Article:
Sometimes, one can get "ruins fatigue." You see so many old rocks, barely-recognizable buildings, and crumbled statues that they all blend in to one another. This is not the case of the Aqueduct of Segovia. As you're walking to the city center, you see it peaking above the buildings and you get a tickle in your stomach and think "man, that thing is massive!"
Not only is it massive (around 6 storeys, I'd say), it's also in impeccable shape for being a 2,000 year old Roman monument. I'll leave it to the other recommendations on this page and the Segovia Tourism Bureau to tell you the full history of this archaeological wonder and UNESCO World Heritage Site, but I'll leave it at this: the Aqueduct of Segovia is, along with the Alhambra, one of the most amazing sights in Spain and the best-preserved and largest Roman ruin I've ever seen.
I'd recommend checking it out first thing in the morning when you start your trip and around sunset when the rocks seem to glow in the golden sunlight. It goes without saying that you should visit the aqueduct if you're in Segovia, but I'd also say that anyone who visits Madrid should take the 30min. train (it's only 10 euros, after all) and see this amazing monument.
The Alcázar (from the Arabic al-qasr, meaning castle) is, after the Aqueduct, the premier sight in Segovia and has been built and re-built from everyone from the Romans to the Arabs to the Catholics, giving us a good overview of the history of Segovia. The castle itself is a whimsical, fairytale-like structure with point towers, a staggeringly deep moat, rocky bridges, and arched windows which inspire the imagination so much that even Walt Disney himself used the castle as a basis for some of his works.
When you enter, you have the option to visit the interior of the Alcazar as well as go to the top of the Juan II Tower, something I'd really recommend (unless you're claustrophobic...the winding stairwell is a bit tight). The interior of the Alcazar as throne rooms, royal bedrooms, and a hall of Kings, all of which are decorated with ostentatious roofs, red velvet, and mind-boggling tapestries.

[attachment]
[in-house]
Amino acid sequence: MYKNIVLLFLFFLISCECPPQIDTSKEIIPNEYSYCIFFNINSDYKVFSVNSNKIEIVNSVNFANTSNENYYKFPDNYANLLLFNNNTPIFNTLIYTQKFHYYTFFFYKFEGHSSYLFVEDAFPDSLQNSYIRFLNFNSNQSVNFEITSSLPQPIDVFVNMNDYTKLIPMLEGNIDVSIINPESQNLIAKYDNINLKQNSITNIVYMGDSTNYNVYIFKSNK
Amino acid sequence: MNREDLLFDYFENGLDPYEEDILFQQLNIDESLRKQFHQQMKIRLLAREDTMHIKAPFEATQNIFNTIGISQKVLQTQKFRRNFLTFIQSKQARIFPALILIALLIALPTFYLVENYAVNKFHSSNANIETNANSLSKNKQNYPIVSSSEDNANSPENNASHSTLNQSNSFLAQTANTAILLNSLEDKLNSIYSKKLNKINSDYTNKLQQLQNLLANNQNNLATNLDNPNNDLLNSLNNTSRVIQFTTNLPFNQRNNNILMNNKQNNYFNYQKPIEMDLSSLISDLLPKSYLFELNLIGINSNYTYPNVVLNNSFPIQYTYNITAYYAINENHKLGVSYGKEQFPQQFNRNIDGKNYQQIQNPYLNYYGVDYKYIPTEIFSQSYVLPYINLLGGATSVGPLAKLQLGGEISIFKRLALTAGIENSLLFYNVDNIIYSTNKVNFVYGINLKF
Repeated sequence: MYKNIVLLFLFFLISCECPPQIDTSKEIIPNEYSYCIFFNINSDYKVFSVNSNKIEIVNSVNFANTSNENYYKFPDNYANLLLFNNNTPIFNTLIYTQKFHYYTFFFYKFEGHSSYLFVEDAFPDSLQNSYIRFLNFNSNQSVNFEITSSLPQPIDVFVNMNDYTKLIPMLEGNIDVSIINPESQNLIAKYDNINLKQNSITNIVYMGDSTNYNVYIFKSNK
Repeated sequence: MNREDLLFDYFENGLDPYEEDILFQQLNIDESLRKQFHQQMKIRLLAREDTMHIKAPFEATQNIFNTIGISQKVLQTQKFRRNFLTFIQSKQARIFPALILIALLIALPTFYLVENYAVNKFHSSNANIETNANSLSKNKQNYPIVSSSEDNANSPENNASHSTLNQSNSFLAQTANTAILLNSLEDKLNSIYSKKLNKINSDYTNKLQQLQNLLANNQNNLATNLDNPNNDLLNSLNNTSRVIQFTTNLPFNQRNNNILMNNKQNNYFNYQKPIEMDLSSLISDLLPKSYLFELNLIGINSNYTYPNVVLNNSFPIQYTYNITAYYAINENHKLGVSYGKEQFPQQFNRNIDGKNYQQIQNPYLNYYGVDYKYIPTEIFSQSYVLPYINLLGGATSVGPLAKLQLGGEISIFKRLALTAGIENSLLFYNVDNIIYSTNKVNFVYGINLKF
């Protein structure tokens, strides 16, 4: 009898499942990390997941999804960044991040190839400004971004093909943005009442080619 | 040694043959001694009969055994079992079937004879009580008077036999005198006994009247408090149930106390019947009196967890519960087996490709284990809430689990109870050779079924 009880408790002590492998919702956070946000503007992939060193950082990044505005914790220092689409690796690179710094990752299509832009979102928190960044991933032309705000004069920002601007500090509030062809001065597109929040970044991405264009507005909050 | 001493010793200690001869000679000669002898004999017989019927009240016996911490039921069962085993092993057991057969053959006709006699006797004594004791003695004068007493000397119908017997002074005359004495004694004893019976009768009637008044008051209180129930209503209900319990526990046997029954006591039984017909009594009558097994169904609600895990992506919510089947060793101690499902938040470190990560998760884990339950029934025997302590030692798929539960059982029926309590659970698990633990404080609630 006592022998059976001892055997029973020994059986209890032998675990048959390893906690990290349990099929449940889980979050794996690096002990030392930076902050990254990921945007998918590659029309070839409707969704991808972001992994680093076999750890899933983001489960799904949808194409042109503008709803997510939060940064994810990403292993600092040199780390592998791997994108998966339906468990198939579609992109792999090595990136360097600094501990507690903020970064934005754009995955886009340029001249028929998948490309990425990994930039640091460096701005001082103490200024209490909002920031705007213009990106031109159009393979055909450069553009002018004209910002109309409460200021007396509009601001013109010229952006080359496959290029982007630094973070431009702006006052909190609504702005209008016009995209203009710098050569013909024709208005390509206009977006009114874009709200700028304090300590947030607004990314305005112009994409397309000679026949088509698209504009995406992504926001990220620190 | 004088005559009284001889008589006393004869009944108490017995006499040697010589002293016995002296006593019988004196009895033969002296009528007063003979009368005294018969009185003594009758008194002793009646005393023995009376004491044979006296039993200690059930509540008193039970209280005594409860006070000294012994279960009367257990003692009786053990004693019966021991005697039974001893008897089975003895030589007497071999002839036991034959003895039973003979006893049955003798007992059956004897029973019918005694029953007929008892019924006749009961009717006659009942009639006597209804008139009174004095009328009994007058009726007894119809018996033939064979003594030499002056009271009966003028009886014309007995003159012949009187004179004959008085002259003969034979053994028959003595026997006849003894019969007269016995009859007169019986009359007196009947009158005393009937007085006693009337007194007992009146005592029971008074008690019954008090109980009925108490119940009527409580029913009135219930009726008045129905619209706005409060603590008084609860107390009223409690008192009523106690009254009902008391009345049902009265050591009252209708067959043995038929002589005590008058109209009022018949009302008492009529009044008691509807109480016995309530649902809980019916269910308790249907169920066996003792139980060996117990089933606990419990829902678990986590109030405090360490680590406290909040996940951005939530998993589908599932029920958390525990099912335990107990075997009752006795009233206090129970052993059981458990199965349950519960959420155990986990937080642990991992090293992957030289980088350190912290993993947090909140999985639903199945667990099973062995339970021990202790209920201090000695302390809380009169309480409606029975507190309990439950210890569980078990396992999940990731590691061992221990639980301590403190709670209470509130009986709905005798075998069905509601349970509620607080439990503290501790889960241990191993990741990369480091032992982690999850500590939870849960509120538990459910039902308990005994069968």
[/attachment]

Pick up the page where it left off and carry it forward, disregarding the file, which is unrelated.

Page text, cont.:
The Alcazar's location on a rocky outcropping above the rolling meadows also offers you the chance to take in some of the most beautiful views of the old city of Segovia with the mountains in the background, so make sure to bring your camera. All in all, you can't visit Segovia without stopping at the Alcazar.
For me, the Cathedral of Segovia is the best sight in the city, even more so than the Aqueduct or Alcazar, which are both amazing in their own right. The Cathedral, though, has something special. It's a combination of the sheer size, the never-ending geometric detail of the domed ceilings, the dozens of ornate chapels and altars lining the walls, the soft light passing through the stained glass windows, and the holy quiet. It's overwhelming and upon entering you understand the biblical meaning of the word "awesome."
The place fills up quickly around 11 or noon with (often noisy) group tours, so make sure to try and get there first thing in the morning. Photography of all kinds is prohibited, but no one's really watching so you can snap away without your flash. If not, just take the visit slow: check out the small details in the chapels, enjoy the towering spaces, and sit a while in the choir area.